Richard J Bende

University of Amsterdam, Amsterdamo, North Holland, Netherlands

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Publications (40)311.9 Total impact

  • Leukemia. 09/2014;
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    ABSTRACT: B cell chronic lymphocytic leukemia (CLL), the most common leukemia in adults, is a clonal expansion of CD5+CD19+ B lymphocytes. Two types of CLLs are being distinguished as carrying either unmutated or somatically mutated immunoglobulins (Igs), which are associated with unfavorable and favorable prognoses, respectively. More than 30% of CLLs can be grouped based on their expression of stereotypic B cell receptors (BCRs), strongly suggesting that distinctive antigens are involved in the development of CLL. Unmutated CLLs, carrying Ig heavy chain variable (IGHV) genes in germline configuration, express low-affinity, poly-, and self-reactive BCRs. However, the antigenic specificity of CLLs with mutated IGHV-genes (M-CLL) remained elusive. In this study, we describe a new subset of M-CLL, expressing stereotypic BCRs highly specific for β-(1,6)-glucan, a major antigenic determinant of yeasts and filamentous fungi. β-(1,6)-glucan binding depended on both the stereotypic Ig heavy and light chains, as well as on a distinct amino acid in the IGHV-CDR3. Reversion of IGHV mutations to germline configuration reduced the affinity for β-(1,6)-glucan, indicating that these BCRs are indeed affinity-selected for their cognate antigen. Moreover, CLL cells expressing these stereotypic receptors proliferate in response to β-(1,6)-glucan. This study establishes a class of common pathogens as functional ligands for a subset of somatically mutated human B cell lymphomas.
    Journal of Experimental Medicine 01/2013; 210(1):59-70. · 13.21 Impact Factor
  • Leukemia: official journal of the Leukemia Society of America, Leukemia Research Fund, U.K 08/2012; · 10.16 Impact Factor
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    ABSTRACT: Ocular adnexal marginal zone B-cell lymphomas (OAMZLs) arise in the connective tissues of the orbit or in the mucosa-associated lymphoid tissue of the conjunctiva. Here, we present the immunological and genetic analyses of 20 primary Chlamydia psittaci (Cp)-negative OAMZLs. Analysis of the immunoglobulin variable heavy chain (IgV(H)) gene usage demonstrated a significant preference for V(H)4-34. A combined analysis across all previously published OAMZLs confirmed that this is a general feature of OAMZL, in particular of the Cp-negative group. Our series of OAMZLs did not express the characteristic rheumatoid factor V(H)DJ(H) rearrangements that were previously found in salivary gland- and gastric-marginal zone B-cell lymphomas (MZBCLs). We did not detect the MZBCL-specific chromosomal translocations, t(11;18) API2-MALT1 (mucosa-associated lymphoid tissue1) and t(14;18) IgH/MALT1. Two cases contained a premature stop codon in the A20 gene (TNFAIP3) and one case harbored the activating MYD88 hotspot mutation L265P. Variable nuclear expression of BCL10, NFκB1 (p50) and NFκB2 (p52) suggests that other additional genetic abnormalities affecting the NFκB pathway exist within this group of lymphomas. OAMZL showed variable expression of the chemokine receptor CXCR3 and integrin α4β7 by the tumor B cells, and low interferon-γ and interlukin-4 mRNA levels in the tissue, indicative of an inflammatory environment with features in between those previously found in cutaneous and other extranodal MZBCL. The strongly biased usage of V(H)4-34 in Cp-negative OAMZLs suggests involvement of a particular stimulatory (auto-) antigen in their development.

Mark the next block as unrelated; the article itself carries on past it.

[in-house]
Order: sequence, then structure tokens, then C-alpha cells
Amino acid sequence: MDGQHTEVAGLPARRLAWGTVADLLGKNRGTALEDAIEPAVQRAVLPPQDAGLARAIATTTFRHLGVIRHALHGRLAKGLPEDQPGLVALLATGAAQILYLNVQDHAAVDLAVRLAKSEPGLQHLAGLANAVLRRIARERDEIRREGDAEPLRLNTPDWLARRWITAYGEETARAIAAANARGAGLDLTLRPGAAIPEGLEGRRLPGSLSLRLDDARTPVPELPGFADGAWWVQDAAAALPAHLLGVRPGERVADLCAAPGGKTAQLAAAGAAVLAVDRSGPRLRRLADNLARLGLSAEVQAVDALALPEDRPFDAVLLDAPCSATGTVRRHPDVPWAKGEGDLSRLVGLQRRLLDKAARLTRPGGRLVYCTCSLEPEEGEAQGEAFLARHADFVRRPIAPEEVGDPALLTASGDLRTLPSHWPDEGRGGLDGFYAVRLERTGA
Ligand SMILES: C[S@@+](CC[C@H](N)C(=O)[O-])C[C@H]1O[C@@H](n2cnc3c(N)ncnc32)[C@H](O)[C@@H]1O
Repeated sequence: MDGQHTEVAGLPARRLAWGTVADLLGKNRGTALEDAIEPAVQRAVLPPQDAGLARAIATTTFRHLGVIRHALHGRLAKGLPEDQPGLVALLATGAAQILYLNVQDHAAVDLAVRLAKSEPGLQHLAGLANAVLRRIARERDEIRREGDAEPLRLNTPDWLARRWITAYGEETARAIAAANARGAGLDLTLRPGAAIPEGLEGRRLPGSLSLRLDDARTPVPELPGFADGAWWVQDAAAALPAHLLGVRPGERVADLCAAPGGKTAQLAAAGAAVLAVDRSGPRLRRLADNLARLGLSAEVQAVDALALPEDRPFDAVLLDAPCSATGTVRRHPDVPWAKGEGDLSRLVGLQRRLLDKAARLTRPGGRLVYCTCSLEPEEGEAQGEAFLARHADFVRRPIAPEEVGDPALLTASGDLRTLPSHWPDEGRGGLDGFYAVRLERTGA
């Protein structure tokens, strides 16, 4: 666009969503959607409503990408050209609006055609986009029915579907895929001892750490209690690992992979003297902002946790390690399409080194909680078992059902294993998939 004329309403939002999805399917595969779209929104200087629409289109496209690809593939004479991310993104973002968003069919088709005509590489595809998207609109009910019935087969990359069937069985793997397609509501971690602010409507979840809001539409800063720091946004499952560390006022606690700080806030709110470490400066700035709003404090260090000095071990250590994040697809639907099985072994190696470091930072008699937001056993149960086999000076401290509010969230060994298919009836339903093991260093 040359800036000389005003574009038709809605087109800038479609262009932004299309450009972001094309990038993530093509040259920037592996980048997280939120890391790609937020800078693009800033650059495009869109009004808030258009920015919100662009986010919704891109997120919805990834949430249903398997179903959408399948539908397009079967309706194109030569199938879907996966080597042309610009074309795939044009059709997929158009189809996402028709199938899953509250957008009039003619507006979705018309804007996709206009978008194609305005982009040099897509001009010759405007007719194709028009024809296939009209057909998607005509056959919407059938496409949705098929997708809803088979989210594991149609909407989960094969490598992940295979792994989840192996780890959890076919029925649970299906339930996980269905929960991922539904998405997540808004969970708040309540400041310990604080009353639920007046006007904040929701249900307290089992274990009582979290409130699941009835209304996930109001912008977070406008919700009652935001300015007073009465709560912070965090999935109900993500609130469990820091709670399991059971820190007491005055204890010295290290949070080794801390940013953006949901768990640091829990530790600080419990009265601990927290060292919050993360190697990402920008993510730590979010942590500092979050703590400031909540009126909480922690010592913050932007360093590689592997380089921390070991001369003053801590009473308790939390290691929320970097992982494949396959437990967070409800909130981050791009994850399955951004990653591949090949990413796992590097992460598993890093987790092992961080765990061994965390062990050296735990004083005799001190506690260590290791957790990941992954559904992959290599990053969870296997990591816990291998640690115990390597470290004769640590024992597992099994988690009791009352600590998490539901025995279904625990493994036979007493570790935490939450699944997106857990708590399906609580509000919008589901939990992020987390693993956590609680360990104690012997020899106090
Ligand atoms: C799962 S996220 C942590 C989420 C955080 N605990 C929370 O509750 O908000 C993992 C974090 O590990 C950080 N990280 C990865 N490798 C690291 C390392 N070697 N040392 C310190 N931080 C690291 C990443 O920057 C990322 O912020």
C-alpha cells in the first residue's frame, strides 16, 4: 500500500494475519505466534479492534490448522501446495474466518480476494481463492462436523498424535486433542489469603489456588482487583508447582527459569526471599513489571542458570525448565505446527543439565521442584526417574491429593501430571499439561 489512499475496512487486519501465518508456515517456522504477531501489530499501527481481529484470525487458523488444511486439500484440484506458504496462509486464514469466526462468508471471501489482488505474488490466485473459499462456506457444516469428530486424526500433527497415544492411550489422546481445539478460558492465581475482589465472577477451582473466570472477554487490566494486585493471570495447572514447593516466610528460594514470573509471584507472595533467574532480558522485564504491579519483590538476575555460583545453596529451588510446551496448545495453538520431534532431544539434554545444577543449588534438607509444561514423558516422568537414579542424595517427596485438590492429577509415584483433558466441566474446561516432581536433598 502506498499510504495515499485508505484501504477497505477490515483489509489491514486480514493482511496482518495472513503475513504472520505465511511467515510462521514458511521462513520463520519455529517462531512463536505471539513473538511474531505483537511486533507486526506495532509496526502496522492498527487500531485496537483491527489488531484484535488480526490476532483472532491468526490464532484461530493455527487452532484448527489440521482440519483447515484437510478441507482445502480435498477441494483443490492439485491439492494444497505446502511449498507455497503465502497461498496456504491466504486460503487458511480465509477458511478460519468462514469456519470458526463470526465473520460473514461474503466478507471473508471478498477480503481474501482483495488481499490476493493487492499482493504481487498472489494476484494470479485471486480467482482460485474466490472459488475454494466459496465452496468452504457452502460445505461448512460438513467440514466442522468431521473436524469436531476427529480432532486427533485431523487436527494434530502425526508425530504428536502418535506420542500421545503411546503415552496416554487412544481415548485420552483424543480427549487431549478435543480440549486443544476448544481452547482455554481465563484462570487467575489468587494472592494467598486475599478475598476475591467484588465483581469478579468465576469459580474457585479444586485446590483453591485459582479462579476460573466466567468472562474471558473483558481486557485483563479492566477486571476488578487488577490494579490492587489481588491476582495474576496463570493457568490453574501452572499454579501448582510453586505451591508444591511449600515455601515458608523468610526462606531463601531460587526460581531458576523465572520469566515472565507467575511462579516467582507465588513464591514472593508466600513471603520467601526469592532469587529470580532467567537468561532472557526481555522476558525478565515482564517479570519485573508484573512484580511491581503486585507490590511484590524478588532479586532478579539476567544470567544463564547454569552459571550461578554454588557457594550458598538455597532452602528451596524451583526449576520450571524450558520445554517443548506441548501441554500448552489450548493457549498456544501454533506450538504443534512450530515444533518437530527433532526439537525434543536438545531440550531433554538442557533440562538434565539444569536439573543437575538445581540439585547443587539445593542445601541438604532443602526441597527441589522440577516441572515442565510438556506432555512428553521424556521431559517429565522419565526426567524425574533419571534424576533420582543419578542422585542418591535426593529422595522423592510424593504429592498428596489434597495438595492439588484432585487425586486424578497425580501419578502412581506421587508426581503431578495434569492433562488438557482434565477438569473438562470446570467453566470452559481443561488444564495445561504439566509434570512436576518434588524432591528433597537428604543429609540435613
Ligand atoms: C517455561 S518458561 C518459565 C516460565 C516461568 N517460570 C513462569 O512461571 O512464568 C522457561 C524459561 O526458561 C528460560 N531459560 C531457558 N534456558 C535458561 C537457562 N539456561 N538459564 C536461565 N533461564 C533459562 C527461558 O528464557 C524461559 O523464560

Leukemia: official journal of the Leukemia Society of America, Leukemia Research Fund, U.K 02/2012; 26(7):1647-53. · 10.16 Impact Factor
  • Blood 09/2010; 116(10):1818-9; author reply 1819-20. · 9.78 Impact Factor
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    ABSTRACT: Recently, conflicting results were reported on the hypermutation activity of activation-induced cytidine deaminase (AID) splice variants. With the generation of single point mutations, we studied the structure-function relationship of the amino acids that are commonly absent from all described splice variants. The results from this analysis pointed to several amino acids that are required for class switch recombination (CSR), without perturbing cellular localization or nucleocytoplasmic shuttling. A defect in deaminase activity was found to underlie this CSR deficiency. Interestingly, the most debilitating mutations concentrated on hydrophobic amino acids, suggesting a structural role for this part of the protein. Indeed, by generating homologous amino acid replacements, CSR activity could be restored. These results are in agreement with recent reports on the protein structure of the AID homolog APOBEC3G, suggesting a similar protein composition. In addition, the findings underscore that AID splice variants are unlikely to have preservation of catalytic activity.
    The Journal of Immunology 03/2010; 184(5):2487-91. · 5.52 Impact Factor